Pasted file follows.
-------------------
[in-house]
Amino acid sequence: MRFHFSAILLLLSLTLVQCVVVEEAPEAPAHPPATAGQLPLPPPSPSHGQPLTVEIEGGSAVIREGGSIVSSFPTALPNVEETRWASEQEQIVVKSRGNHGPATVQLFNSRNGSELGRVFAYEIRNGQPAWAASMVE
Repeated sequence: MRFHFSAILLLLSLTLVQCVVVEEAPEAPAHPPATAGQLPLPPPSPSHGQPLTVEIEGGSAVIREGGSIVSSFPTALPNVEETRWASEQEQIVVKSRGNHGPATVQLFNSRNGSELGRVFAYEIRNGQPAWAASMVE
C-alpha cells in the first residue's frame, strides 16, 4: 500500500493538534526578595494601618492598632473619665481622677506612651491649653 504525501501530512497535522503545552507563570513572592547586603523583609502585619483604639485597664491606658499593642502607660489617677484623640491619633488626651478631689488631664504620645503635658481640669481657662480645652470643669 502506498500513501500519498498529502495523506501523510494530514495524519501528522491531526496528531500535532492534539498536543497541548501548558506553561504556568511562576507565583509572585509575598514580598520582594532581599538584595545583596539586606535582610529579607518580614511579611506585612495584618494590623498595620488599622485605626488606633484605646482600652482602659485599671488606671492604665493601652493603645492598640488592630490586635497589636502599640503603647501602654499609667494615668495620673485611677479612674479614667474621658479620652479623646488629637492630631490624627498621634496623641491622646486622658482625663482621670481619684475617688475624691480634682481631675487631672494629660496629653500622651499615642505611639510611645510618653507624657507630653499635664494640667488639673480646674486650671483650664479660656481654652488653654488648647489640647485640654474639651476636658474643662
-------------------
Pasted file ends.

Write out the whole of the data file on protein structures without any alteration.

[in-house]
Amino acid sequence: MRFHFSAILLLLSLTLVQCVVVEEAPEAPAHPPATAGQLPLPPPSPSHGQPLTVEIEGGSAVIREGGSIVSSFPTALPNVEETRWASEQEQIVVKSRGNHGPATVQLFNSRNGSELGRVFAYEIRNGQPAWAASMVE
Repeated sequence: MRFHFSAILLLLSLTLVQCVVVEEAPEAPAHPPATAGQLPLPPPSPSHGQPLTVEIEGGSAVIREGGSIVSSFPTALPNVEETRWASEQEQIVVKSRGNHGPATVQLFNSRNGSELGRVFAYEIRNGQPAWAASMVE
C-alpha cells in the first residue's frame, strides 16, 4: 500500500493538534526578595494601618492598632473619665481622677506612651491649653 504525501501530512497535522503545552507563570513572592547586603523583609502585619483604639485597664491606658499593642502607660489617677484623640491619633488626651478631689488631664504620645503635658481640669481657662480645652470643669 502506498500513501500519498498529502495523506501523510494530514495524519501528522491531526496528531500535532492534539498536543497541548501548558506553561504556568511562576507565583509572585509575598514580598520582594532581599538584595545583596539586606535582610529579607518580614511579611506585612495584618494590623498595620488599622485605626488606633484605646482600652482602659485599671488606671492604665493601652493603645492598640488592630490586635497589636502599640503603647501602654499609667494615668495620673485611677479612674479614667474621658479620652479623646488629637492630631490624627498621634496623641491622646486622658482625663482621670481619684475617688475624691480634682481631675487631672494629660496629653500622651499615642505611639510611645510618653507624657507630653499635664494640667488639673480646674486650671483650664479660656481654652488653654488648647489640647485640654474639651476636658474643662